Watch: Nusra Front leader admits ideological links to Muslim Brotherhood in Al Jazeera interview

The file photo shows the al-Nusra Front terrorists riding a captured tank near Idlib, northwestern Syria. (AFP)
Updated 05 July 2017
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Watch: Nusra Front leader admits ideological links to Muslim Brotherhood in Al Jazeera interview

JEDDAH: The leader of the Al-Qaeda-affiliated Al-Nusra Front admitted ideological links with the Muslim Brotherhood in an interview with Qatari state-funded Al Jazeera news channel.
Abu Mohammad Al-Julani said that while the militant group differed greatly from the Muslim Brotherhood, the two organizations shared the same ideology.
“Al-Qaeda’s ideology is derived from the Holy Qu’ran, Sunnah and Prophet Muhammad successors’ teachings,” Al-Julani said.
He said of the Egyptian Muslim Brotherhood’s Sayyid Qutb: “He (Qutb) derived his ideology from the same source that we derived ours from.”
But he added: “Although this may be similar to many factions, Al-Qaeda has been interested in practical and serious views: jihad.”
Al-Nusra Front — also known by their Arabic name Jabhat Al-Nusra — is Al-Qaeda’s formal affiliate in Syria and one of the most powerful rebel groups fighting the Assad regime.
He later revealed in the interview that Al-Qaeda not only adopted the same ideological approach, but also shared the same educational teachings as the Muslim Brotherhood.
He explained that books by Qutb were used in the teachings at Al-Qaeda’s mujahedeen preparation centers, where the Egyptian Muslim Brotherhood is described as a jihadi movement. “We must study all the jihadist movements in the arena,” Al-Julani said.
The Islamic scholar Hassan Al-Banna founded the Muslim Brotherhood in Egypt in 1928, and Qutb later shaped it.
Saudi Arabia formally designated the group as a terrorist organization in 2014.
In 2016, the Al-Nusra Front announced in a video that the group was breaking its links with Al-Qaeda and changed its name to Jabhat Fatah Al-Sham — the front of the liberation of Al-Sham, the historical Arabic name for the Levantine region.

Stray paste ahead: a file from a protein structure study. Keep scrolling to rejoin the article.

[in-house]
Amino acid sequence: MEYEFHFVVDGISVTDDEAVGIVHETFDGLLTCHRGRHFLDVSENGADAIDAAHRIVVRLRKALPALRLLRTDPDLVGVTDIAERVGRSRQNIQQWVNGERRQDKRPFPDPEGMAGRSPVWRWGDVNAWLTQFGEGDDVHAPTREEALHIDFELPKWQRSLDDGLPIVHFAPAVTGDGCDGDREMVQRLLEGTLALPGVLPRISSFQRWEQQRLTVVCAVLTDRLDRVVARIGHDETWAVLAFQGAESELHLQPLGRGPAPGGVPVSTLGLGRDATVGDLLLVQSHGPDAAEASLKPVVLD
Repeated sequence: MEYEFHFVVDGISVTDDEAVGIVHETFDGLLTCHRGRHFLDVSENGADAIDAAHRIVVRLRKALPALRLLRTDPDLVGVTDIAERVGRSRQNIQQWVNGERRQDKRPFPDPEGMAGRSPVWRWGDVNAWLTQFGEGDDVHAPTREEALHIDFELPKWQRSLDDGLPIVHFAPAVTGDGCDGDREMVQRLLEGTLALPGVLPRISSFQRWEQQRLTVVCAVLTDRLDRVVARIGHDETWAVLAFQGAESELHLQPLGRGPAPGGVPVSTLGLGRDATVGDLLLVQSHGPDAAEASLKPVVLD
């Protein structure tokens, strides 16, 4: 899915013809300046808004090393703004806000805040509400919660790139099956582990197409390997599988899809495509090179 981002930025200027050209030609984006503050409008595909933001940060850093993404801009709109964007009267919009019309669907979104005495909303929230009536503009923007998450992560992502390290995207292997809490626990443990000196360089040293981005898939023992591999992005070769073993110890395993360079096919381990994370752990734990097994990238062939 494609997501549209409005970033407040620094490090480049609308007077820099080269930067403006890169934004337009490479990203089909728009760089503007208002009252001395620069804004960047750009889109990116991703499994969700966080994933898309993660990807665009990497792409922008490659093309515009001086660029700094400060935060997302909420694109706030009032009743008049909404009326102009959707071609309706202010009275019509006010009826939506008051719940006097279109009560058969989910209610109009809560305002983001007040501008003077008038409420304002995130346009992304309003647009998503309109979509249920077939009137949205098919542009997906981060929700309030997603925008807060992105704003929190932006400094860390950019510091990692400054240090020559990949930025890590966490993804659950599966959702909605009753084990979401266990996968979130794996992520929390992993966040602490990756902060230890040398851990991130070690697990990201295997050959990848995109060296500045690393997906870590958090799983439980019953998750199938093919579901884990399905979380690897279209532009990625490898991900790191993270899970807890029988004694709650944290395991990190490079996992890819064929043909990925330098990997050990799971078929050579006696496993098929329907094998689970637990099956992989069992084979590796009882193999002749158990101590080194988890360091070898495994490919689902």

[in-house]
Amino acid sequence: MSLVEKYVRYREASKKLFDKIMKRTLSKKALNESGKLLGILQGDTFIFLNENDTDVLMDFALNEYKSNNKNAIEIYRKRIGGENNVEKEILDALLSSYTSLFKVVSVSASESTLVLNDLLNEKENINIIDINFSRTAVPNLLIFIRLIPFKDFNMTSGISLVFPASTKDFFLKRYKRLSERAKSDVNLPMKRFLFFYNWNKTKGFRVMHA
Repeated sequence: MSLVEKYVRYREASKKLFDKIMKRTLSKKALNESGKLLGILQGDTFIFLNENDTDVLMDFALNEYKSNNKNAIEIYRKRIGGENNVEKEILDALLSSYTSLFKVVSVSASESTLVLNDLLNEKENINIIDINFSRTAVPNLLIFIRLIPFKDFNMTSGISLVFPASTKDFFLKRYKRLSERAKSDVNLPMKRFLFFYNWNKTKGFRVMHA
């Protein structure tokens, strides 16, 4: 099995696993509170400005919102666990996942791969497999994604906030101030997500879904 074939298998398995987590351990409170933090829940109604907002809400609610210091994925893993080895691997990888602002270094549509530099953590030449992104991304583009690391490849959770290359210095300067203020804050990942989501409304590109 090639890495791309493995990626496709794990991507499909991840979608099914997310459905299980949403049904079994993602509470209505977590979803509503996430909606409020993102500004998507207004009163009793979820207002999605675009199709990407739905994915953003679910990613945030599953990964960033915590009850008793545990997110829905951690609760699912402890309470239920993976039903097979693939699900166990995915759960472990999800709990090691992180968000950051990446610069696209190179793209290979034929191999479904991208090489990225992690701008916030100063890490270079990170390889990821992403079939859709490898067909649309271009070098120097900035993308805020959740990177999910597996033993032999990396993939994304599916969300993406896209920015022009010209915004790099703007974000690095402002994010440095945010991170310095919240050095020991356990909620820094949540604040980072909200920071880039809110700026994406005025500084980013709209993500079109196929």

“We declare the complete cancelation of all operations under the name of Jabhat Al-Nusra and the formation of a new group operating under the name ‘Jabhat Fatah Al-Sham,’ noting that this new organization has no affiliation to any external entity.”


Warning to Turkish artists as singer is jailed for ‘insulting’ Erdogan

Updated 21 July 2019
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Warning to Turkish artists as singer is jailed for ‘insulting’ Erdogan

  • Actress and singer Zuhal Olcay was charged with insulting Erdogan using hand gestures at a concert in Istanbul in 2016
  • Turkey’s appeals court has upheld an 11-month sentence, originally imposed last year but suspended

ANKARA: Accusations of insulting Turkish President Recep Tayyip Erdogan may lead to a jail sentence — even if the “insult” is in private, analysts told Arab News on Saturday.

Turkey’s appeals court has upheld an 11-month sentence on actress and singer Zuhal Olcay, 61, after a complaint that she had changed lyrics of songs and used hand gestures to insult the president at a concert in Istanbul in 2016.

The revised lyrics said: “Recep Tayyip Erdogan, it’s all empty, it’s all a lie. Life will end one day and you’ll say ‘I had a dream’.” Olcay said she had changed the lyrics only because the president’s name fitted the rhyme.

The court confirmed a sentence originally imposed last year, which had been suspended. The singer is expected to spend up to three days in prison, before being released on probation.

“This case highlights the blurring of the public and private spheres.”

Louis Fishman Academic

“Zuhal Olcay is an artist with great stature, and this case shows that no one is out of reach of a judiciary that increasingly has little independence from the government,” Louis Fishman, an assistant professor at City University of New York, told Arab News.

“The message is clear; artists in Turkey should be silent or face legal consequences that can be drawn out for years and eventually lead to prison,” said Fishman, an expert on Turkey.

He said it was significant that the hand gesture at the center of the case had happened at a private concert, and the prosecution began only after it was reported to police by someone in the audience.

“Therefore, this case also highlights the blurring of the public and private spheres,” he said. 

“In other words, there is a growing fear in Turkey of criticizing, or ‘defaming’ Erdogan, not only in public, but also in private. In both cases, vigilant citizens can report such alleged cases to the police.”